I was gladdened at the overwhelmingly positive response to the proposed expansion of the National Marine Sanctuary to the Sonoma and Mendocino coasts at the first of three scoping hearings last month in Bodega Bay.
On Tuesday, the hearings move to Point Arena, followed by Gualala on Wednesday, where Marine Sanctuary officials will hear from local residents.
Sonoma and Mendocino counties are special places with long histories of coastal protection. Stopping a nuclear power plant at Bodega Bay in the early 1960s signaled the beginning of a new environmental movement. The Reagan administration's push for offshore oil off of our coast resulted in a seaweed rebellion that has become an enduring plank in California environmental policy. Now we are at the brink of a long-sought dream of providing permanent protection against oil extraction and ocean dumping from Bodega Bay to just beyond Point Arena.
National marine sanctuaries are only designated in areas that have special biological significance. The Sonoma and Mendocino coast fits that category perfectly. They are within one of four powerful coastal upwelling zones on the planet, together comprising only 1 percent of the ocean but historically producing 20 percent of the world's fish. When you have an area that supports 33 species of marine mammals including whales, elephant seals, sea lions and seals — all at the top of the food chain, you know it's biologically abundant.
I also have long recognized the importance of a clean coast to the economies of the North Coast. No amount of bright press releases can paper over formerly pristine beaches blackened with oil or dead fish washed ashore in brown surf. Tourist destinations such as Monterey, Santa Cruz and Point Reyes all benefit from their clean beaches and their connection to national marine sanctuaries. In addition, their commercial and recreational fisheries are protected in perpetuity.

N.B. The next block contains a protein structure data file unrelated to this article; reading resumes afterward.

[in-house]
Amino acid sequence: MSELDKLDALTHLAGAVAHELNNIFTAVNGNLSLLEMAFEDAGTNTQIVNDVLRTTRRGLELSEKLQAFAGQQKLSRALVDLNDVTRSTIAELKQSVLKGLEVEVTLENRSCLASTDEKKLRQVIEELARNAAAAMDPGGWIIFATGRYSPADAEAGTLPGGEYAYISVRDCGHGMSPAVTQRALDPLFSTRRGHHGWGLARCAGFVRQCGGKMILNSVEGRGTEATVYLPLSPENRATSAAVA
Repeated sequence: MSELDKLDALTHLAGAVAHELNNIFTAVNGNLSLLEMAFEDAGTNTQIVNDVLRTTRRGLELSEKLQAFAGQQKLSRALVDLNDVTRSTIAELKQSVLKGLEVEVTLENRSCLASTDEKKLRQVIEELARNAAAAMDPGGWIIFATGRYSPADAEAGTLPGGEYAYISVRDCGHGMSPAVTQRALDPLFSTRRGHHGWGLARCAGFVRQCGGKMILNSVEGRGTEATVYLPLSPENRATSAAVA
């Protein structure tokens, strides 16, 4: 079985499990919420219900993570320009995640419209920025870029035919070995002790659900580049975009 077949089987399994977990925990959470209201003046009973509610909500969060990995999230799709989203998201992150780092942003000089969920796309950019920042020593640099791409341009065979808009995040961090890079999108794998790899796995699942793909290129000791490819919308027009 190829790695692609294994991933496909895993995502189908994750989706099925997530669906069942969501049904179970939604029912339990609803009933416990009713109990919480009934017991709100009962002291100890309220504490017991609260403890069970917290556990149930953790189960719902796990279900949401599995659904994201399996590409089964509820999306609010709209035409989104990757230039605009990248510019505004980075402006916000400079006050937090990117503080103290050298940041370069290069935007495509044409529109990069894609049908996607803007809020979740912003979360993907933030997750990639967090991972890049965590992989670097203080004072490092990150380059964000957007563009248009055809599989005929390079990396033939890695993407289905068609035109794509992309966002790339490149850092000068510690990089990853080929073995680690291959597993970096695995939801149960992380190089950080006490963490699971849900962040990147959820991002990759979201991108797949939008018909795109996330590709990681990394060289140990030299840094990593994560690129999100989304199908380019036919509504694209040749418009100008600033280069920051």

National marine sanctuaries are not the same as the state's marine protected areas. They do not ban fishing or set limits or seasons. But they do protect fish from the threat of pollution, and, in doing so, they protect the livelihoods of fishermen and the sport of recreational anglers. Point Arena, with its powerful winds and cold waters, has the strongest upwelling in North America. Because of the strength of upwelling and seasonal southerly currents, a natural conveyor belt of food runs through the expansion area to the south as far as Monterey Bay. Unfortunately, if there was an oil spill, those same strong currents would convey a lethal stream of oil to this amazingly beautiful and abundant coastline.
Those of you who speak up in support of the national marine sanctuary protection will ensure that heartbreaking despoilment will never happen. We will also be protecting our investment in the national marine sanctuaries to the south.
Supporters, including Gov. Jerry Brown, the California Legislature, the counties of Sonoma, Mendocino and San Francisco, the Pacific Coast Federation of Fishermen's Associations, the Sonoma County Economic Development Board, the Ocean Conservancy and the Sierra Club all agree that our coast is special and must be protected.
Please join me in Point Arena and Gualala this week to comment on the expansion plan and to celebrate the coast that unites us.
Lynn Woolsey, who recently retired after serving 20 years in Congress representing Marin and Sonoma counties, was the author of the marine sanctuary expansion legislation. Hearings for the expansion of the Gulf of the Farallones National Marine Sanctuary and the Cordell Bank National Marine Sanctuary will be held at 6 p.m. Tuesday at Point Arena High School and at 6 p.m. Wednesday at the Gualala Community Center.